Bloomberg reports that Standard & Poor's will give monoline bond insurers a second review, just one month after completing a prior investigation of the insurers' capital adequacy amid rising losses in U.S. housing. The new assessment comes on the heels of S&P's decision to update its assumption regarding RMBS performance -- HW first reported on the changes Tuesday. From Bloomberg's coverage:
The ratings company will examine whether insurers including MBIA Inc. and Ambac Financial Group Inc. have enough capital to withstand reductions in the ratings of the mortgage-backed securities they guarantee. The credit test will be completed within a week, said Mimi Barker, a spokeswoman in New York. S&P is now assuming losses on 2006 subprime mortgages will reach 19 percent, up from 14 percent, as housing prices decline further than previously thought. That may make S&P more likely to downgrade the companies along with the mortgage-backed securities they guarantee ...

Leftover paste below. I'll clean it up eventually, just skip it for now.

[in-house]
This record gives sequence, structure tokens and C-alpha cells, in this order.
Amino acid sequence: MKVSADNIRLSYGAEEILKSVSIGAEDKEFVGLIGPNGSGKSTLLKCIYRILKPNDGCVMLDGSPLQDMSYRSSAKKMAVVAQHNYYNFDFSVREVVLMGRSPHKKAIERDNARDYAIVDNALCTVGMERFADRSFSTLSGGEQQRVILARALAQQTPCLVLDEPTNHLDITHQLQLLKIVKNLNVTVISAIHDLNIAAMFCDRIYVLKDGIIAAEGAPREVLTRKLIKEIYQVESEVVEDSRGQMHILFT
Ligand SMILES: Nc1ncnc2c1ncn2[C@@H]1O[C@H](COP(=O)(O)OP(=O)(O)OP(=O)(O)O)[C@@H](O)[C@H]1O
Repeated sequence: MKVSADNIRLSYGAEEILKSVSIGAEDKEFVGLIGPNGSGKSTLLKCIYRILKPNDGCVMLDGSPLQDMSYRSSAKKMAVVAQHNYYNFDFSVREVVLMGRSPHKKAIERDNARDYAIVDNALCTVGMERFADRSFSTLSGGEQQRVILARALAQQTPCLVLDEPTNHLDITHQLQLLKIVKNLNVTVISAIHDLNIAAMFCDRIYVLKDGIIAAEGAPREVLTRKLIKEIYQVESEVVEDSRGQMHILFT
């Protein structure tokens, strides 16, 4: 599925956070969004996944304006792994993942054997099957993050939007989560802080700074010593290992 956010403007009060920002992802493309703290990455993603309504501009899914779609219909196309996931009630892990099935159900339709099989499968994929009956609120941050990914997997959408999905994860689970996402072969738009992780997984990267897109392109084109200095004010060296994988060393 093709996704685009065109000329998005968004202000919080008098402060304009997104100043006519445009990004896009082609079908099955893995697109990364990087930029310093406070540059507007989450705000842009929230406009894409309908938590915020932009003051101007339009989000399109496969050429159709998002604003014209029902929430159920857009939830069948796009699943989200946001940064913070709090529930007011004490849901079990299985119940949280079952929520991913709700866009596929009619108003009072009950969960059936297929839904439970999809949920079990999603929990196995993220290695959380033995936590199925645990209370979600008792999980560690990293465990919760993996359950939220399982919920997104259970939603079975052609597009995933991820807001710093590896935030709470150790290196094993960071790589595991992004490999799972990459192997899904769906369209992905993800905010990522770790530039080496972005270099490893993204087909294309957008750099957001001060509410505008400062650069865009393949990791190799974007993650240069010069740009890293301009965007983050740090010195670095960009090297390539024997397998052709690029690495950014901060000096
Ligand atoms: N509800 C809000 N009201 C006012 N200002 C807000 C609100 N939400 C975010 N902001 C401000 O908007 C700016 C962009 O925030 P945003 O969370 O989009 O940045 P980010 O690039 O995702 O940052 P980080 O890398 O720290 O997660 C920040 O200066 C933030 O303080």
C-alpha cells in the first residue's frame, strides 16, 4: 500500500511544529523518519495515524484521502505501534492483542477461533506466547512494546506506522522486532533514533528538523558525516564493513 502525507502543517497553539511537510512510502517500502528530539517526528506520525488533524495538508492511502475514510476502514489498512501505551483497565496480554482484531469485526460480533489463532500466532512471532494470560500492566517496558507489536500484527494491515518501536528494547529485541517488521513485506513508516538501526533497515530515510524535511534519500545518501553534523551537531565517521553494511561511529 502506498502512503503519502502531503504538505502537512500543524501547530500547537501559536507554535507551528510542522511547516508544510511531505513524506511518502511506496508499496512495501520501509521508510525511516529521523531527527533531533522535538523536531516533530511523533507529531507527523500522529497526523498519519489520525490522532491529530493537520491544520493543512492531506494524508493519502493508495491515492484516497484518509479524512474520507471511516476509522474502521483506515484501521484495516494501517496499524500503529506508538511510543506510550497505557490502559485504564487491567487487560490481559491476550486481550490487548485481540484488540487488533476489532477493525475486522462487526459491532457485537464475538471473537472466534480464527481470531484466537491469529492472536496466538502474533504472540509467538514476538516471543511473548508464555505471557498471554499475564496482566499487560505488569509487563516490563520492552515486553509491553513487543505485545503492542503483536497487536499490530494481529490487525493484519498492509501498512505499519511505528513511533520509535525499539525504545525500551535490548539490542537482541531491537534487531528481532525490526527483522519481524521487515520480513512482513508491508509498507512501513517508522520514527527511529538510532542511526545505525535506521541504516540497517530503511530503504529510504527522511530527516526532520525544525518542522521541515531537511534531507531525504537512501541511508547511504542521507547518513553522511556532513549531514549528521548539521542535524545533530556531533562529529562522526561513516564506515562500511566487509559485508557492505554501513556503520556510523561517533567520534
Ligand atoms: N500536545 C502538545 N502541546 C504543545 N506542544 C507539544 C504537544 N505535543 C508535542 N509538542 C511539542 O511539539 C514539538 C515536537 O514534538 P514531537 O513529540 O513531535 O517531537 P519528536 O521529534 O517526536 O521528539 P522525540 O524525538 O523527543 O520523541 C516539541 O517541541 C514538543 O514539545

I'm pretty sure this will open up the "rating agencies have no credibility left" debate all over again. I'm also pretty sure that this will mean that at least some guarantors are going to need more capital than they might have previously been told. See an earlier post from Monday for some discussion of this issue.